human development, social justice and sustainable social systems
End the criminalisation of solidarity
Supporting migrants should be lauded
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In a context of crackdowns on irregular migration, we are witnessing a real European trend to stigmatise, pose obstacles to and criminalise humanitarian assistance provided by organisations and volunteers to migrants in distress.
Caritas Europa warns that this hostile environment creates a chilling effect on solidarity that further fuels toxic discourses on migration. In addition, criminalising solidarity is dangerous for democracy, as it erodes social cohesion and the fundamental rights of expression and association.
In this position paper, Caritas analyses this phenomenon and proposes recommendations to national and European policy makers, to ensure that solidarity is supported instead of being criminalised.
Support to migrants wrongly associated with facilitating irregular migration
This position paper provides a detailed overview of different cases in which organisations -including ours- and volunteers that help migrants, have been wrongfully accused of facilitating irregular migration and human smuggling. Examples include, to name a few, cases of police harassing volunteers providing food and offering shower facilities to destitute migrants in Calais, citizens put on trial for providing shelter to asylum seekers in Belgium, and the prosecution of NGO staff members for operating search and rescue (SAR) missions along the coast of Italy and Malta.
Humanitarian rescue is not criminal, but it also isn’t heroic, it’s necessary,” said Seán Binder, 25, a volunteer who spent 106 days in pre-trial detention in Greece. He is accused of smuggling and other charges for the humanitarian support he provided to migrants in Lesbos. He is currently awaiting his trial and could be faced with 25 years in prison if convicted.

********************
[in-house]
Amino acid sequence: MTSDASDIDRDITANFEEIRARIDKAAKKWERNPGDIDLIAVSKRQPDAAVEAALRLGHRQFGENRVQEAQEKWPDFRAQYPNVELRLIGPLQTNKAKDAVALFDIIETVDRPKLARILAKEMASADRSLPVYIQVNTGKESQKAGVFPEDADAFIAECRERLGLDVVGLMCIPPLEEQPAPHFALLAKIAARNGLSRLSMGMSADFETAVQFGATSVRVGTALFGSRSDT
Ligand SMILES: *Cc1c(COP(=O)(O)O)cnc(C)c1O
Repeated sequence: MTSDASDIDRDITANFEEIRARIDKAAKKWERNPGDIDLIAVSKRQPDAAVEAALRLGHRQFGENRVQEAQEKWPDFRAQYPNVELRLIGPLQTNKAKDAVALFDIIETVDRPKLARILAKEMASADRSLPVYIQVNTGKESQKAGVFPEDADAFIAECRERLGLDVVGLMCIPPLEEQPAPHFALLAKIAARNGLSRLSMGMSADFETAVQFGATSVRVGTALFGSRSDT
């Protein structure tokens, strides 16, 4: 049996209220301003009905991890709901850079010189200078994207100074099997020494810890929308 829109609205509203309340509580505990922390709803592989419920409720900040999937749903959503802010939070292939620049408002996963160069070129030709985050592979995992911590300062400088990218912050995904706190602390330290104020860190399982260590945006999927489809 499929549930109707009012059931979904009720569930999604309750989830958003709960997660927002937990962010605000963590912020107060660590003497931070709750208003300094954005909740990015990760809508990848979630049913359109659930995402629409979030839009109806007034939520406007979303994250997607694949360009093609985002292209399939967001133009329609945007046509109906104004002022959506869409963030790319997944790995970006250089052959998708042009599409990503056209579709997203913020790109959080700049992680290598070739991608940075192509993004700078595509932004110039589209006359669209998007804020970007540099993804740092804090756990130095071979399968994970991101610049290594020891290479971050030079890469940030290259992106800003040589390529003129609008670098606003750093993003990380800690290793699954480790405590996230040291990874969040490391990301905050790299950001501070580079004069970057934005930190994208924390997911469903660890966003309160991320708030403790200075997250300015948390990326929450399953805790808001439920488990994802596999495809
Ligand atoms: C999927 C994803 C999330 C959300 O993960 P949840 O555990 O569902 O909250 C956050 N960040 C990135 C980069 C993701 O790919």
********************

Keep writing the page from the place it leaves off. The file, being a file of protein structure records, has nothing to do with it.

European legislation against human smuggling not safeguarding humanitarian assistance
As several researchers highlighted, Caritas Europa concludes that the European legislation against human smuggling (called “facilitation package”) does not contain sufficient safeguards to ensure that humanitarian support is not wrongfully conflated with smuggling.
In line with what the European Parliament called for several times, we urge EU policy makers to clarify EU legislation against smuggling to ensure that it does not lead to the criminalisation of humanitarian support to migrants. In addition, an independent mechanism to monitor cases of criminalisation should be set up.
Protecting and promoting solidarity towards migrants
Caritas Europa also calls policy makers to create a positive and an enabling environment for civil society organisations to carry out activities that contribute to enhance solidarity and democracy. Several instruments such as the UN human rights defenders’ declaration and the Global compact on migration should be fully implemented. These would enhance the right to promote human rights and fundamental freedom and advance migrants’ rights, dignity and access to basic services. Finally, we call for an increased financial support to CSOs, and the recognition of the crucial role they play to save lives, restore peoples’ dignity and contribute to democracy altogether.